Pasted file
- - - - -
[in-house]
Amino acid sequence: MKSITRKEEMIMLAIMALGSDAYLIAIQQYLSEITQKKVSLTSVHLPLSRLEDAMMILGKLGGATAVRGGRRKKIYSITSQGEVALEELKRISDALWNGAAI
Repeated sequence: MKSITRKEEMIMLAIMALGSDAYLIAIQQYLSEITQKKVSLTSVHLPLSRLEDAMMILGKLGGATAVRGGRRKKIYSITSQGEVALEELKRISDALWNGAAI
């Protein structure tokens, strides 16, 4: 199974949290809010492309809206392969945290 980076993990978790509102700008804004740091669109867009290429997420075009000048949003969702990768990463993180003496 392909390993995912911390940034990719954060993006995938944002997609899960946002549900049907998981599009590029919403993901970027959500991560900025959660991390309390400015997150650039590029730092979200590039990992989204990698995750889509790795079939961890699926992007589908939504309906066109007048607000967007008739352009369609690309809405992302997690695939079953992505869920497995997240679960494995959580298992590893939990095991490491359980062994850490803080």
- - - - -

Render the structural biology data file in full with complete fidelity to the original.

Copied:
[in-house]
Amino acid sequence: MKSITRKEEMIMLAIMALGSDAYLIAIQQYLSEITQKKVSLTSVHLPLSRLEDAMMILGKLGGATAVRGGRRKKIYSITSQGEVALEELKRISDALWNGAAI
Repeated sequence: MKSITRKEEMIMLAIMALGSDAYLIAIQQYLSEITQKKVSLTSVHLPLSRLEDAMMILGKLGGATAVRGGRRKKIYSITSQGEVALEELKRISDALWNGAAI
């Protein structure tokens, strides 16, 4: 199974949290809010492309809206392969945290 980076993990978790509102700008804004740091669109867009290429997420075009000048949003969702990768990463993180003496 392909390993995912911390940034990719954060993006995938944002997609899960946002549900049907998981599009590029919403993901970027959500991560900025959660991390309390400015997150650039590029730092979200590039990992989204990698995750889509790795079939961890699926992007589908939504309906066109007048607000967007008739352009369609690309809405992302997690695939079953992505869920497995997240679960494995959580298992590893939990095991490491359980062994850490803080």